Starting a New Occupation

May Day has come and gone, and apparently so has the Occupy Wall Street movement.

Trend-watchers will recall that the anti-capitalist movement was all the rage last summer. “Occupy” protests popped up in cities across the country, politicians such as House Minority Leader Nancy Pelosi and President Barack Obama praised the youthful protesters, adoring media lavished attention on the cause, and celebrities showed up to be photographed at the latest cutting-edge event. The protesters were a pretty cocky bunch back then, with members of the local affiliate assuring us it would be a short time before the “occupiers” had transformed America into some unspecified sort of utopia.

America is not there yet, so far as we can tell, and instead the Occupy movement has been transformed into last summer’s fad. The decline began when some of protests turned violent, the encampments in public spaces turned into eyesores filled with crime, disease, and petty annoyances to the neighborhoods, and the press began reluctantly reporting the problems and the politicians suddenly stopped being so outspokenly supportive. Then the winter came, and even though it was a mild one in most of the country it was sufficiently cold to make the occupiers began occupying homes heated by evil gas and electric companies.

What was left of the movement vowed it would be back in full force when spring arrived, and announced May Day as the official re-launch. The date was chosen not just because it unofficially marks the beginning of spring in much of the country, but because it’s the official commie holiday, a point that might be lost on some of the younger participants but was no doubt in forefront of the organizers’ minds.

Sure enough, the occupiers were back on schedule. Not as many as before, though, and if you measure the effectiveness of a protest by column inches or broadcast time it was a flop. They managed to get a few heckles in at a Mitt Romney appearance in New York City, which isn’t noteworthy, and they smashed some windows in Seattle, which is also getting to be too routine for media attention, but except for the sporadic tear-gassings and a few arrests it generated little attention. By any measure, they fell short of their goal of global disruption of the status quo.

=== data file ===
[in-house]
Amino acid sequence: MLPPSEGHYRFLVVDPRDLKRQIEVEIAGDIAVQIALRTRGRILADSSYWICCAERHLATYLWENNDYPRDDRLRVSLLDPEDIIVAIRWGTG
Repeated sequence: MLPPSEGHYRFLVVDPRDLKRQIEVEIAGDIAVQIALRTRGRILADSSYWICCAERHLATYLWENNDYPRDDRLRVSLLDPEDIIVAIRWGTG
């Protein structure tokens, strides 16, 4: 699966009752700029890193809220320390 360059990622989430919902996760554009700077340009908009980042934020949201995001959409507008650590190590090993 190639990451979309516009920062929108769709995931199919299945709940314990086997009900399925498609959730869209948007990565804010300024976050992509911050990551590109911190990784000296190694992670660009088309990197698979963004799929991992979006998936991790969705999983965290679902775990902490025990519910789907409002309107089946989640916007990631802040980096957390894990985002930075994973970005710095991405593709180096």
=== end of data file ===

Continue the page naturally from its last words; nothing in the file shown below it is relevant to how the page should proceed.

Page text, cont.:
The most widely reported story out of the May Day events was probably the arrest of five men associated with Occupy Cleveland for allegedly plotting to blow up a bridge in the Cuyahoga Valley National Park. The folks at the Cable News Network noted that the police described the men as “self-described anarchists” and mused whether they could truly be associated with a Occupy movement that seems to crave an ever bigger and more powerful government. We suggest that the folks at CNN have a chat with a few self-described anarchists, who these days retain the violent nihilism of their intellectual forebears but have long since embraced the authoritarian government that anarchism once opposed, or that they simply take another look at the pictures of the suspects and draw their own conclusions.

There’s a always a chance that the movement might become fashionable again, and we’re almost hoping so. The Occupy Wall Street folks have provided plenty of hilarity in their brief time on the public stage, and teach such a clear object lesson about the illogical conclusions of modern liberalism. A nice rowdy riot at one or both of the major party political conventions would also be welcome, as it would give the Republicans a chance to remind voters that the Democrats had once encouraged the movement.

We know at least one local Occupier who’s also hoping to re-create the glorious riots of Chicago in ‘68, and he proudly told us that legendary melee turned the tide of public opinion. As we remember it, those clashes with Mayor Daley’s cops turned the public to Nixon’s law-and-order platform, but we didn’t dare tell him.

— Bud Norman


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